5 Expert Tips On Collecting Vintage Design
Aalto to Eames, Knoll to Wenger—these top notch designers on our minds as The Salon Art + Design show opens today at the Park Ave Armory in New York, NY. Since we’re always playing the mid-century eye-spy game on at our local flea or online, we wanted to pick the brain of an expert for tips on collecting vintage designs. We sought out Hudson, NY dealer, Mark McDonald, who knows these mid-century heavy hitters well. Whether you’re just starting out and have your eye on that Eames lounge chair, or you’re looking to expand your collection, here are McDonald’s tips to ensure you bring home a quality specimen.
1. Keep it original: “Seek out items in excellent original condition,” begins McDonald. “If it is a production piece, try hunting down an example that is closest to the actual design date.” (Ex: The Eames plywood chair was made for about fifteen years—a chair made in the first few years of production is more desirable.)
2. Do your research: For a collector, homework doesn’t stop outside the classroom. “Do your research to gain knowledge about construction, materials and any unique identifying details,” says McDonald. This will help you ID the real deals on the market. “Become an educated consumer so you won’t need to rely solely on the information the seller is offering,” he continues.
3. Age is just a number: “Minor scratches or dings are part of patina, the natural age and wear of a product,” says McDonald, “But, it’s best not to buy something that’s damaged (this also applies to original upholstery),” explains the expert who continued to state that many of the original fabric producers are reissuing designs, meaning you can reupholster if the original is damaged beyond the point of no return.
But what about repairs and restorations? McDonald explained that it’s a case-by-case basis (the material, age, wear) when it comes to repairing and can’t be put under a blanket statement. “Your trusted dealer should be forthcoming with the real state of the piece, and help advise what’s best to retain value,” he says.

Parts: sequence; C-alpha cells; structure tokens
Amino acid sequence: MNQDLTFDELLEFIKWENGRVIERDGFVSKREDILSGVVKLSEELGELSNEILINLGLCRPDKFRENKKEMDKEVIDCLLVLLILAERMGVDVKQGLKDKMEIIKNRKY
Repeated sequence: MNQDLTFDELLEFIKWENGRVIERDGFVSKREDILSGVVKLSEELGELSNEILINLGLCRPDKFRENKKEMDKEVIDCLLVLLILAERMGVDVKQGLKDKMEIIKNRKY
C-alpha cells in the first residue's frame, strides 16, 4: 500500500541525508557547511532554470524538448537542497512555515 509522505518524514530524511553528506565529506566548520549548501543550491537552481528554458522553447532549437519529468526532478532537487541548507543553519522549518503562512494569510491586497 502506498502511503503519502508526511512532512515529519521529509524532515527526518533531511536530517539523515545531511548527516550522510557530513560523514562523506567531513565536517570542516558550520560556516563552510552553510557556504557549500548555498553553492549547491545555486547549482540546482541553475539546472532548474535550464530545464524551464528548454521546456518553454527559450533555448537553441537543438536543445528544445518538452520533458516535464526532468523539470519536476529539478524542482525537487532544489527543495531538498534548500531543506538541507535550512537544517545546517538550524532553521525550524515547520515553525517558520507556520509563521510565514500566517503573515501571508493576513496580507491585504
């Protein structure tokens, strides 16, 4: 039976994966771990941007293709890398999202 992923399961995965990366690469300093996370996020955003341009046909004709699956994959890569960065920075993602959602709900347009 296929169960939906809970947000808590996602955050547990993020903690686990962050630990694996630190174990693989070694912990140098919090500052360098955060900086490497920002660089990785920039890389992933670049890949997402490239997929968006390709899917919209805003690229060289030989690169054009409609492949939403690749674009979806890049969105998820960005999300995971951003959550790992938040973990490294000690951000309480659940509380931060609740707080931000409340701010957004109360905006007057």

4. Trust your gut: It may feel daunting working with a dealer who you don’t personally know, but, “Most dealers, if they have been in business for some years and have an established location, have a reputation they value and strive to maintain. Trust your gut as you get to know dealers in your area of interest,” says McDonald. “They may not have your same decor taste, but can understand what you’re looking for.”
But when it comes to feeling comfortable with what you’re paying, he suggests, “There are many sites that list pieces and prices. Most auction houses, like Wright20, have searches of their past results, although auction prices do not ways tell the whole story. Some sites (such as 1stDibs.com) are a good index for high retail prices, but note that these listings usually are marked up at least 20% to allow for decorator discounts.”
5. You must love it: “Collect what interests you, be it a specific time frame, country of origin, or style. Strive for the highest quality and finest examples you can afford for your personal collection,” says McDonald. We agree with the dealer that it’s best to only buy pieces that you love. After all, you’re living with it and seeing it on a daily basis.